After a landlord was convicted of pushing her Muslim tenant down a flight of stairs, a judge ordered her to respect the rights of all Muslims and to take an introductory course on Islam. Now the highest court in Massachusetts is being asked to decide whether the judge violated the landlord’s constitutional rights.
The Supreme Judicial Court will hear arguments next month in a case that poses interesting legal questions at a time when the country is grappling with anti-Muslim backlash following deadly attacks in Paris and San Bernardino, California, both allegedly carried out by radical Muslims.
The case centers on Daisy Obi, a 73-year-old ordained minister from Nigeria who is the pastor of the Adonai Bible Center in Somerville, just north of Boston. In April 2012, Obi rented an apartment in her multi-family home to Gihan Suliman, her husband and five young children.
Suliman complained about the heat and electricity not always working, while Obi complained Suliman appeared to have 12 to 15 people living in the apartment at one point.
Pushing anybody down a flight of stairs is never the correct course of action. But can a judge order an American to have a forcible attitude re-adjustment?
Suliman testified that about a month after she moved in, Obi stood on the stairs outside Suliman’s apartment screaming anti-Muslim insults. The following month, while Suliman was taking her baby out of the car, she said Obi yelled anti-Muslim sentiments at her other children. Then, about a month later, Suliman said Obi accused her of ringing her doorbell, shouted at her and pushed her. Suliman said she fell backward down 15 to 20 stairs, hitting her face on the banister, cutting her lip and tearing a ligament in her shoulder.
While sentencing Obi last year, Judge Paul Yee Jr. called Obi “the landlord from hell” after pointing out that she had harassment prevention orders issued against her by two other tenants. He sentenced her to two years in jail on the assault and battery charge for pushing Suliman but required her to serve only six months, with the remaining 18 months suspended if she complied with certain probation conditions.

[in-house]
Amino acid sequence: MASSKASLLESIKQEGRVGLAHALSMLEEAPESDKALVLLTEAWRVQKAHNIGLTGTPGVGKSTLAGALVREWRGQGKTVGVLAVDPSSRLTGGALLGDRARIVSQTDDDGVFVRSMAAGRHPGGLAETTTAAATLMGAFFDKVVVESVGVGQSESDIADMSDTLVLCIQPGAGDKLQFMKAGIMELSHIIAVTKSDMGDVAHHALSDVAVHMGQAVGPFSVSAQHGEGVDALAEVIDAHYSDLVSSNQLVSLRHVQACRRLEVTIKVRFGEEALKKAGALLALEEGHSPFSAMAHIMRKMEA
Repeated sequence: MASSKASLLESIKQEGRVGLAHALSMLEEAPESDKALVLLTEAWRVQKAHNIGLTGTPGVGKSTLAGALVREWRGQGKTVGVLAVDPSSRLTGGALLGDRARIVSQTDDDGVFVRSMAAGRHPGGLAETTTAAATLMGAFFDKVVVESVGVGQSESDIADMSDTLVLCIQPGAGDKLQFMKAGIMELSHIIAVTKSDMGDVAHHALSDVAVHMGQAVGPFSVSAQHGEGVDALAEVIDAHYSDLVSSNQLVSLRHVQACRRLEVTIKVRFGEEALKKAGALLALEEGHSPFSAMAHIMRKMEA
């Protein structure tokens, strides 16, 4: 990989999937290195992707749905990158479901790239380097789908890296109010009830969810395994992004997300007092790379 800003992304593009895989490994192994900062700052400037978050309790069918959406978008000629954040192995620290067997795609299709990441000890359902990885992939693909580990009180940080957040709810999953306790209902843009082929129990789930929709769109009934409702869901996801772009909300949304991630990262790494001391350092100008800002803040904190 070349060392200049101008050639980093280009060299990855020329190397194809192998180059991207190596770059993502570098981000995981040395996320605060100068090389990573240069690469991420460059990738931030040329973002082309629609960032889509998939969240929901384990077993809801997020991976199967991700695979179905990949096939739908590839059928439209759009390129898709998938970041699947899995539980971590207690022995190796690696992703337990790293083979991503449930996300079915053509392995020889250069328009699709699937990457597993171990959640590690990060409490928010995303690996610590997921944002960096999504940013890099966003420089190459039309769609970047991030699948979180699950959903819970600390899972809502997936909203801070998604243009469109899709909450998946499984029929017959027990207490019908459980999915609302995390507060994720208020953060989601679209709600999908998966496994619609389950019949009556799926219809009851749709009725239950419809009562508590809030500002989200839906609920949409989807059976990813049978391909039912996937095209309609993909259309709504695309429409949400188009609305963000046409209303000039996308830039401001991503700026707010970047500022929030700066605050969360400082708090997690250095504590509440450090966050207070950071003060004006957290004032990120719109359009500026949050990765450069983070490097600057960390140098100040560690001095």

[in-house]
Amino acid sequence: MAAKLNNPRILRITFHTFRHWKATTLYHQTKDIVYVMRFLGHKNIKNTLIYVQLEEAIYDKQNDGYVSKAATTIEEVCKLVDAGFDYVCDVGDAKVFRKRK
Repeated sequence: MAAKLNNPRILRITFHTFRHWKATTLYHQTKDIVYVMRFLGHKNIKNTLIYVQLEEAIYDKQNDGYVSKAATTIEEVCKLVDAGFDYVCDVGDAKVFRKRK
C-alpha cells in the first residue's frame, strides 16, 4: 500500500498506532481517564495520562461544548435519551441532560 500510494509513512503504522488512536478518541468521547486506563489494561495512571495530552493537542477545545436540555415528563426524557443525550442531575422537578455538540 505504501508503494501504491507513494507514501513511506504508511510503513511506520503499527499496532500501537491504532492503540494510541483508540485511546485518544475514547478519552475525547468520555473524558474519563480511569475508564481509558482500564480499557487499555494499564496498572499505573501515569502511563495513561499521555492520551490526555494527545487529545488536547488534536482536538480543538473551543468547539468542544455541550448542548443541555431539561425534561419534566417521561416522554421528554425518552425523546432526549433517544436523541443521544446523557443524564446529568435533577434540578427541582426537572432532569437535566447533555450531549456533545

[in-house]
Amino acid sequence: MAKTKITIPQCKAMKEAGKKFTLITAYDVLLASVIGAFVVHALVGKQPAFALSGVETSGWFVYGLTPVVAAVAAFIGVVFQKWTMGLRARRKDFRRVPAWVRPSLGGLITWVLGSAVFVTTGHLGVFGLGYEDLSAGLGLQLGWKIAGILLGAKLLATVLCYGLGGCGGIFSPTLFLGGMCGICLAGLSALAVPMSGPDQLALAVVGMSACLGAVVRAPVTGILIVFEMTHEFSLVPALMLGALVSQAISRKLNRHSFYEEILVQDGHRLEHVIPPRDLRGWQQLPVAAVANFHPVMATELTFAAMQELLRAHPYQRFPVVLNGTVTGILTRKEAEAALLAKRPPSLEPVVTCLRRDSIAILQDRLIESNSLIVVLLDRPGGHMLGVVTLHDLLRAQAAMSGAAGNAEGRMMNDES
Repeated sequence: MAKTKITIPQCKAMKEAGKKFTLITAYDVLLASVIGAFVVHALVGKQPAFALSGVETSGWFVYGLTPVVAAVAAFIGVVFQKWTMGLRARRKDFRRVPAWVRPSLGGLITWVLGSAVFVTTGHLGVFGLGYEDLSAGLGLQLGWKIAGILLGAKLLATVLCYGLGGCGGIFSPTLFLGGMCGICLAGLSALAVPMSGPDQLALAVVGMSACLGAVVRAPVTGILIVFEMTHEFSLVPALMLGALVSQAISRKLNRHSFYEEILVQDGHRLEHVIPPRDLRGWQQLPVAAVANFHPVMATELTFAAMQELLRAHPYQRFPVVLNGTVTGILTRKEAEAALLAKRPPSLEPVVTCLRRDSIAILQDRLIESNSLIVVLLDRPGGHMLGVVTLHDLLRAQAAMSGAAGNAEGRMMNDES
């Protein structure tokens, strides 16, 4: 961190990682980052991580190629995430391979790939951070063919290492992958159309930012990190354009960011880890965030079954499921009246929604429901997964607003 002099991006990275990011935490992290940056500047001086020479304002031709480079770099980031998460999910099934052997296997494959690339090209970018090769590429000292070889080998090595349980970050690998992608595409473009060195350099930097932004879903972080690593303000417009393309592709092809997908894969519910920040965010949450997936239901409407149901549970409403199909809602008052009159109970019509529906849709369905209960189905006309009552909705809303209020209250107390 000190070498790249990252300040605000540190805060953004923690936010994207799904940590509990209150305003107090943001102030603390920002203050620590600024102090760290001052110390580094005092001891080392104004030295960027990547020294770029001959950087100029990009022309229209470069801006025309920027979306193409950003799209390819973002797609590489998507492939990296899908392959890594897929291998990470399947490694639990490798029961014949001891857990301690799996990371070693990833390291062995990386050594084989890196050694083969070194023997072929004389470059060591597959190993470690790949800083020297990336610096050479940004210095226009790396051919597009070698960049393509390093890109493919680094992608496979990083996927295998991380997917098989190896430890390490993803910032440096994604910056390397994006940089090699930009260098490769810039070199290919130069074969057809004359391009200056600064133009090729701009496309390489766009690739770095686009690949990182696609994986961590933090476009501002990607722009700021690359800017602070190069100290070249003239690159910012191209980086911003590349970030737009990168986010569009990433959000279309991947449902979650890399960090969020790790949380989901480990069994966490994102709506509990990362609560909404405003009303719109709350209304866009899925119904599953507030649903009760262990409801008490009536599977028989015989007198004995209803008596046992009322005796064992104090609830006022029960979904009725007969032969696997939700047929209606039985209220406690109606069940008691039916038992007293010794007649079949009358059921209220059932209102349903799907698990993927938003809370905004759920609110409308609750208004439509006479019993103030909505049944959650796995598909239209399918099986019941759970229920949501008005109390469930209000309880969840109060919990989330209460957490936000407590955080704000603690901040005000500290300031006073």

“I want you to learn about the Muslim faith,” he said. “I want you to enroll and attend an introductory course on Islam. “I do want you to understand people of the Muslim faith, and they need to be respected. They may worship Allah … but they need to be respected.”
Gee, one would think a Nigerian Christian would have a pretty good idea about the nature of Islam already:
A damning report by the United Nations High Commissioner for Human Rights graphically details a pattern of vicious and widespread atrocities committed by Boko Haram militants in northeastern Nigeria and neighboring Cameroon, Chad and Niger. In an update at the U.N. Human Rights Council of Boko Haram violations, the high commissioner condemns also reported abusive treatment of Boko Haram victims by Nigerian security forces and regional authorities.
The report shows violations committed by Boko Haram remain as extensive and far-reaching as they were when the U.N. Human Rights Council held a special session on the atrocities committed by the militant group in April.
Interviews by U.N. staff with former captives and survivors of Boko Haram attacks in northeast Nigeria present a distressing picture of horrific abuse stretching back months and even years. They include massacres, the burning down of entire villages, torture and abduction on a massive scale, including of children.
Maybe Gihan Suliman needs a sensitivity course on Christianity as well:
Obi said in a phone interview that she believes Suliman had a vendetta against her because she refused to allow her to let more people live in her apartment. “I’ve never, ever made a rude remark against her,” she said. “Why would I do that? I have three Muslims living in the house now.” Obi also said she believes Suliman hates her because she is a Christian.
Suliman did not respond to messages left at her home and workplace.